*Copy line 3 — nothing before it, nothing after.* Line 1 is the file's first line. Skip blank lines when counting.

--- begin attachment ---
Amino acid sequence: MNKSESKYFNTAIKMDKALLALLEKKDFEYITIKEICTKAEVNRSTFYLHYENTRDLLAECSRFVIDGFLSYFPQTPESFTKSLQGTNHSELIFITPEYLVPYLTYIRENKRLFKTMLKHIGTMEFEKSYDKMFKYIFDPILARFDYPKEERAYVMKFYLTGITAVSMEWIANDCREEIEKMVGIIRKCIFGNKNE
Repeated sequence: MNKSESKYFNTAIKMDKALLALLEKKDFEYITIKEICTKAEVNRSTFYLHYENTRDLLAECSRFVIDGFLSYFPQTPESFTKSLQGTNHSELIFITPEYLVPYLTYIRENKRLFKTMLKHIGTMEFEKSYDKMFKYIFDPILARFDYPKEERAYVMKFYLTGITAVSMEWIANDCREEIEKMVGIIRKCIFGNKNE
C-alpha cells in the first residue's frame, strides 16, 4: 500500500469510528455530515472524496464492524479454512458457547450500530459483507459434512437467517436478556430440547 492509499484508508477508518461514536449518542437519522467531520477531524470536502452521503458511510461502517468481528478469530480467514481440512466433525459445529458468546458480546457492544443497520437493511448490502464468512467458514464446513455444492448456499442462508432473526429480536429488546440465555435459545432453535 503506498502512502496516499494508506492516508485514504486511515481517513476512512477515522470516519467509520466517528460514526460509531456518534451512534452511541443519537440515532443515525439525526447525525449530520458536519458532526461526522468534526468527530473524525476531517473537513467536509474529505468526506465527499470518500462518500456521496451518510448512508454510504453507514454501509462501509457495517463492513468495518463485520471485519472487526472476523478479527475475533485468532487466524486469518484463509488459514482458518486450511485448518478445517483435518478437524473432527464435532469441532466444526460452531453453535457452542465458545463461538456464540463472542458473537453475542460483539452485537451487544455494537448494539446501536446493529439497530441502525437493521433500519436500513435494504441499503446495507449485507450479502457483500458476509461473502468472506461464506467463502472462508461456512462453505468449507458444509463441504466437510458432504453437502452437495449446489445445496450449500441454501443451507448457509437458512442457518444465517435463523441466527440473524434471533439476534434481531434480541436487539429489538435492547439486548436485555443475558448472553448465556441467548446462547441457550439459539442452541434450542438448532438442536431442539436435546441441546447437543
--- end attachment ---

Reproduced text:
C-alpha cells in the first residue's frame, strides 16, 4: 500500500469510528455530515472524496464492524479454512458457547450500530459483507459434512437467517436478556430440547 492509499484508508477508518461514536449518542437519522467531520477531524470536502452521503458511510461502517468481528478469530480467514481440512466433525459445529458468546458480546457492544443497520437493511448490502464468512467458514464446513455444492448456499442462508432473526429480536429488546440465555435459545432453535 503506498502512502496516499494508506492516508485514504486511515481517513476512512477515522470516519467509520466517528460514526460509531456518534451512534452511541443519537440515532443515525439525526447525525449530520458536519458532526461526522468534526468527530473524525476531517473537513467536509474529505468526506465527499470518500462518500456521496451518510448512508454510504453507514454501509462501509457495517463492513468495518463485520471485519472487526472476523478479527475475533485468532487466524486469518484463509488459514482458518486450511485448518478445517483435518478437524473432527464435532469441532466444526460452531453453535457452542465458545463461538456464540463472542458473537453475542460483539452485537451487544455494537448494539446501536446493529439497530441502525437493521433500519436500513435494504441499503446495507449485507450479502457483500458476509461473502468472506461464506467463502472462508461456512462453505468449507458444509463441504466437510458432504453437502452437495449446489445445496450449500441454501443451507448457509437458512442457518444465517435463523441466527440473524434471533439476534434481531434480541436487539429489538435492547439486548436485555443475558448472553448465556441467548446462547441457550439459539442452541434450542438448532438442536431442539436435546441441546447437543